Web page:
Air Taxi Network In Pipeline For San Francisco

Once-farfetched dreams of flying taxis are coming closer to reality, as manufacturers of electric vertical takeoff and landing aircraft (eVTOLs) begin to roll out more details of their operations.

Archer Aviation air taxi

We reported last week that Joby Aviation had received Federal Aviation Administration authorization for its proprietary software operating system, including a new Uber-like app to book an air taxi.

Now Archer Aviation is in the process of developing an air taxi network that would link five key cities in the San Francisco Bay Area.

If it happens, it could transform commuting in one of the most traffic-choked regions in the U.S., replacing drives of one to two hours with flights of 10 to 20 minutes, the company said.

Archer says it’s partnering with developer Kilroy Realty to create a hub for the new Bay Area network at Kilroy Oyster Point, its 50-acre waterfront campus in south San Francisco.

Together, they hope to build a vertiport that would give air taxis a convenient takeoff and landing site.

It would connect with other planned vertiports in Napa, San Jose, Oakland and Livermore. Operations could begin as early as the end of 2025, Archer said.

The companies are also exploring plans for an Archer “sea portal” — a waterfront mobility hub providing electric ferry service and eVTOL operations at Kilroy Oyster Point.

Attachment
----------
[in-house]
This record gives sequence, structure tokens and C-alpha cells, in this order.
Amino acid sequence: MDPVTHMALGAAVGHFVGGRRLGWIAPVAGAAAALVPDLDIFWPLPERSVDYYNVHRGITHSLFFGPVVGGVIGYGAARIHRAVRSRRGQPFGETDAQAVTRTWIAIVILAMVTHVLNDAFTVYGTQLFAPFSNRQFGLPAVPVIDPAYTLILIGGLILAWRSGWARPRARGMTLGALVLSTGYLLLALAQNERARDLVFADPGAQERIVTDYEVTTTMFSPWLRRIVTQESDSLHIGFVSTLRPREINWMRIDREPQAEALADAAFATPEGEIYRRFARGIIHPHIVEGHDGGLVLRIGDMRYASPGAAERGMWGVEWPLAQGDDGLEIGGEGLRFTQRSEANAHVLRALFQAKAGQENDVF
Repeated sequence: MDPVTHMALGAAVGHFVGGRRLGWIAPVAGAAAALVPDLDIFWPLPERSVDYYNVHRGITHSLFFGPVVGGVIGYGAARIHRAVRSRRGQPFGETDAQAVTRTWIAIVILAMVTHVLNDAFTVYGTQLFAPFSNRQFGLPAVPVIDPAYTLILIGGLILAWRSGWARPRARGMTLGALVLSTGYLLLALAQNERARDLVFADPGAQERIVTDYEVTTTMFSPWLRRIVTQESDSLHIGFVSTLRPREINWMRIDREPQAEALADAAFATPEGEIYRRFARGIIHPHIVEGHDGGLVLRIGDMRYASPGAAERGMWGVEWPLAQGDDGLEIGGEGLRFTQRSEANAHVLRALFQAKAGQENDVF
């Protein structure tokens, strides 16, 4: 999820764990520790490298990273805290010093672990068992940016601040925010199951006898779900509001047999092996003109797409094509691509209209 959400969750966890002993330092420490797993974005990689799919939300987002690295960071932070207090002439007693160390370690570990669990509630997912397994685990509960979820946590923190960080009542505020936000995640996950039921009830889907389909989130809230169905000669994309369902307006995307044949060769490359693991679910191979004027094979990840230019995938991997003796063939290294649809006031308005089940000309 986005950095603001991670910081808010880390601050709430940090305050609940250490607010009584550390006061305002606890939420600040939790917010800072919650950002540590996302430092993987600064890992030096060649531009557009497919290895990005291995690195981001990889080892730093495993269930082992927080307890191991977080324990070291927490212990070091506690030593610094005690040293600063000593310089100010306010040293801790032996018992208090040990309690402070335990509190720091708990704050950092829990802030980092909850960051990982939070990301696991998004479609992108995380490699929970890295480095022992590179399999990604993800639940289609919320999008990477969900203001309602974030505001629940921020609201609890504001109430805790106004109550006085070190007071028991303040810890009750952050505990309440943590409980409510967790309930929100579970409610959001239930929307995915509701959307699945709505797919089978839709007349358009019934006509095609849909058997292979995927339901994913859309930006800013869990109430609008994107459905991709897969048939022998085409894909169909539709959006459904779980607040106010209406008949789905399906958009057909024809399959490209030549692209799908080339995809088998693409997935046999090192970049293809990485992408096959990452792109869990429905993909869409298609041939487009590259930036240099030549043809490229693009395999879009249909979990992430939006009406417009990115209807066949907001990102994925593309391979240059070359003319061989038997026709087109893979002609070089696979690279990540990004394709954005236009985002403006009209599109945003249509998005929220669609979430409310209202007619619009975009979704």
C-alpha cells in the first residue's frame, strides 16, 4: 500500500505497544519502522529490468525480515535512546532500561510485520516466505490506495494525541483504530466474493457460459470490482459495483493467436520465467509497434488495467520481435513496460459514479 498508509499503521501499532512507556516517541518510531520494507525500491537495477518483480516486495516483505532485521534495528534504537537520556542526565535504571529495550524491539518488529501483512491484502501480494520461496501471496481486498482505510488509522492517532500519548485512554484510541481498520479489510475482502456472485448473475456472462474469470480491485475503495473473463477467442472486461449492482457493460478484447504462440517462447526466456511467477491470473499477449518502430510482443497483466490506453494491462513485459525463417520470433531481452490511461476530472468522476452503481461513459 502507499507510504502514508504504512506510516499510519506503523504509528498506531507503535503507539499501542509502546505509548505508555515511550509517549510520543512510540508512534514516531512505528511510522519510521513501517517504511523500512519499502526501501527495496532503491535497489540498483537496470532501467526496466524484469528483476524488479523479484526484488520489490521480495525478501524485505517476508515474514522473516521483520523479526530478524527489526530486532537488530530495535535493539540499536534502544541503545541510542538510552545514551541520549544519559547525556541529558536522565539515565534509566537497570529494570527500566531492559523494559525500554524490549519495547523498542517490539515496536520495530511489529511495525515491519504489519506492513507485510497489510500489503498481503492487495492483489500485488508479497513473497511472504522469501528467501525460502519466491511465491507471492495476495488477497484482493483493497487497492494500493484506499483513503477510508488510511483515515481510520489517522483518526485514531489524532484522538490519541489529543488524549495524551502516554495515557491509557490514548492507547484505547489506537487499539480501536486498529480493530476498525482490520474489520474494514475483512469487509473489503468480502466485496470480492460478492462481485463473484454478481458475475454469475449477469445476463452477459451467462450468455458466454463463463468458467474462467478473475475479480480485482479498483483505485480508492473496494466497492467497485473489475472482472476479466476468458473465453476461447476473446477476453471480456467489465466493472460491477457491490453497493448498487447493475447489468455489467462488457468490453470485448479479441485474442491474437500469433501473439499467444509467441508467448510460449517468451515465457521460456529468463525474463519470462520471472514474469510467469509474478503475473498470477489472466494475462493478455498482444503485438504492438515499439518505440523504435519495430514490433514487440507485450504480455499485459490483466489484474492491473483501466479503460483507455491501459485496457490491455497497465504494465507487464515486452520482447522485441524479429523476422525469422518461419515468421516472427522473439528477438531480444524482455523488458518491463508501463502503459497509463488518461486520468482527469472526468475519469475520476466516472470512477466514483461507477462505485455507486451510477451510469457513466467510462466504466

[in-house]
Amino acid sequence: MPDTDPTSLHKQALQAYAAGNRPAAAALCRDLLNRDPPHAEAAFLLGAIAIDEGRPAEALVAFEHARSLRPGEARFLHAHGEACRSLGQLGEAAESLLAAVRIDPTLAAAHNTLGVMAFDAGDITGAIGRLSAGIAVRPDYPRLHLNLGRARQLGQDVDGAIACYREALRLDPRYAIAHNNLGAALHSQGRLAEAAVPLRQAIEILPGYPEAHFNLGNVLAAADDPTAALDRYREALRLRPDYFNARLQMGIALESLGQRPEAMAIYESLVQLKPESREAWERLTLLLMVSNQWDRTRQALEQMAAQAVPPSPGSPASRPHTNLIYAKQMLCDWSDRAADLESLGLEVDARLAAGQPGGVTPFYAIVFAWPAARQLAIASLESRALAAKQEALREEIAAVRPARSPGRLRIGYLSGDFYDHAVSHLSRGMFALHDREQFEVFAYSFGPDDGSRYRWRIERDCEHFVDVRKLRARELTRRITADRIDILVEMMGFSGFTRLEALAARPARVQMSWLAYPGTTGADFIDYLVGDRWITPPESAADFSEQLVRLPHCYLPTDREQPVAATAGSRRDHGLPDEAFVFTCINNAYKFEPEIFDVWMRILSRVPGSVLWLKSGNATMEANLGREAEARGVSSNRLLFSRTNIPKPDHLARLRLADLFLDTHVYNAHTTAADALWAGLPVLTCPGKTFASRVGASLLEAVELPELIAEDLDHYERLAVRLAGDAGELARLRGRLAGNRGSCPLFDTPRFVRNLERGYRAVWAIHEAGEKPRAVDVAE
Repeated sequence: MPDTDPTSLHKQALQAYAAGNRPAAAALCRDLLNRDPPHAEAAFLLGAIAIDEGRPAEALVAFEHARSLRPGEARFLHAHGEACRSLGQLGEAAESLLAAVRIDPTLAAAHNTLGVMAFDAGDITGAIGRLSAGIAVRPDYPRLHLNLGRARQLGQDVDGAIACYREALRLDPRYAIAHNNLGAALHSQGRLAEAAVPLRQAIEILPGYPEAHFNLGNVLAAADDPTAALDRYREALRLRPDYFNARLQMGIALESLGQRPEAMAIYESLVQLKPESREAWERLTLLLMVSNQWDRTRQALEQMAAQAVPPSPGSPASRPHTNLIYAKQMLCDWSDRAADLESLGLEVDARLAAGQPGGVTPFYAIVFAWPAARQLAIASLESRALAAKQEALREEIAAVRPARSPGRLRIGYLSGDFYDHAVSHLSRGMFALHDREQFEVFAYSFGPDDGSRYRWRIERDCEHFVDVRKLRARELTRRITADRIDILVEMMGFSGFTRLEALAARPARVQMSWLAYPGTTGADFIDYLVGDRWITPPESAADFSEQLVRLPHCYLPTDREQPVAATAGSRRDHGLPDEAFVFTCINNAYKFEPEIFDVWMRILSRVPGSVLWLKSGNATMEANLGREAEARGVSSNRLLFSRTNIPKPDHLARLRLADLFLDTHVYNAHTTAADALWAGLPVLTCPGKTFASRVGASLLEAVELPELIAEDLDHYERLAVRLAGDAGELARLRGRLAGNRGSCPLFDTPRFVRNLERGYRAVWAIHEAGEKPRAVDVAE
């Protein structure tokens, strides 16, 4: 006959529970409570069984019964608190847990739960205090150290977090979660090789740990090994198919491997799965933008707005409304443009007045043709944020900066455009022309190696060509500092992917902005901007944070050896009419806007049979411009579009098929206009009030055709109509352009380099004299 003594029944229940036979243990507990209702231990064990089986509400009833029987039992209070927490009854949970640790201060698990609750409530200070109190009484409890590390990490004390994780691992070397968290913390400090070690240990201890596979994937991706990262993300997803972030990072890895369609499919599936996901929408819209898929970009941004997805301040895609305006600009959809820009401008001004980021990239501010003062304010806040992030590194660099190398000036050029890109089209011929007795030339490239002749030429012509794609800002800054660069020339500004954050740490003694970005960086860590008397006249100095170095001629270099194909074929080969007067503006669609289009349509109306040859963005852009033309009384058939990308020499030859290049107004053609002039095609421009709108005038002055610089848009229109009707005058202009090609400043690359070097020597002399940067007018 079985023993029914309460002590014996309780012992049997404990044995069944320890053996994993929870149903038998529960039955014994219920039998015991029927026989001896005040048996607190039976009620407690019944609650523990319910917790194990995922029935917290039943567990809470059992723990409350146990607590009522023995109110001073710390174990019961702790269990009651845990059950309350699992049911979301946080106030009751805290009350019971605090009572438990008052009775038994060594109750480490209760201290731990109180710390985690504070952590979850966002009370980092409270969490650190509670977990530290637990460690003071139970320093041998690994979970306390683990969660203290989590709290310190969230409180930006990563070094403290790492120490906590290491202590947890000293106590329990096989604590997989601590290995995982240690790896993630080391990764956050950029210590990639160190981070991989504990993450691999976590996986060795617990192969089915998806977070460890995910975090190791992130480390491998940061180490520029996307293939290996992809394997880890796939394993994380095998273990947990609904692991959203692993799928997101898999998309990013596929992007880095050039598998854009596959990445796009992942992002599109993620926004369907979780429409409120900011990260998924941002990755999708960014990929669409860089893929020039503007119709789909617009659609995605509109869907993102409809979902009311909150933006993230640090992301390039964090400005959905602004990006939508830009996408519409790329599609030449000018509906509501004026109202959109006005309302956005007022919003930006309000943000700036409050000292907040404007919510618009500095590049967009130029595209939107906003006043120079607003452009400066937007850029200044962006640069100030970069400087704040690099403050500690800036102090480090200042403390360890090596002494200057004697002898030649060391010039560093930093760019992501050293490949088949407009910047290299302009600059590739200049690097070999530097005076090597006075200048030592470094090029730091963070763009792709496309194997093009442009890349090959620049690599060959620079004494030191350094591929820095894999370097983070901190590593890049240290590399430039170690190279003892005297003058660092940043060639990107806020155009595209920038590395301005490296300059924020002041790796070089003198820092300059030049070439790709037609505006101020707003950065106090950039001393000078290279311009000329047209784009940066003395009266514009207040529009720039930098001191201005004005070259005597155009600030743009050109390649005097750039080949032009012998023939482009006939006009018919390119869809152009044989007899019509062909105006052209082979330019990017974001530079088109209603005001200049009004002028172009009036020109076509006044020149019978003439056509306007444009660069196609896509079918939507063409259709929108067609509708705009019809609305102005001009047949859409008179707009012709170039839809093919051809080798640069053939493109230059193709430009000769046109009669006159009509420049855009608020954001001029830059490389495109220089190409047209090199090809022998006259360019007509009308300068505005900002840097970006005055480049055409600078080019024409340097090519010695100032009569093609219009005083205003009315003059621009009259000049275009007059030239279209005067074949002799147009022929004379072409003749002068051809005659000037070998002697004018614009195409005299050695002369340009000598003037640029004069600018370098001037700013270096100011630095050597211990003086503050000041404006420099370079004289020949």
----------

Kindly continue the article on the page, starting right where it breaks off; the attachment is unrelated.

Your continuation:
At this point, the deal is just a “memorandum of understanding” to explore opportunities for such projects. As with many MOUs, however, it could fizzle out.

If such flights can be booked affordably, it’s hard not to see the benefit of a Bay Area air taxi network.

CARLIST THOUGHTS

As the technology gains traction while, at the same time, receiving the necessary support from the FAA, we can expect to see flying cars and taxis taking to our skies sooner than later. For the first few years, though, and in contrast to what the story proposes, we thing we will see this futuristic technology being used mostly by the wealthier members of society as fees for such services — that cut commuting time by as much as 80% — will price themselves out of the ‘everyday’ market.

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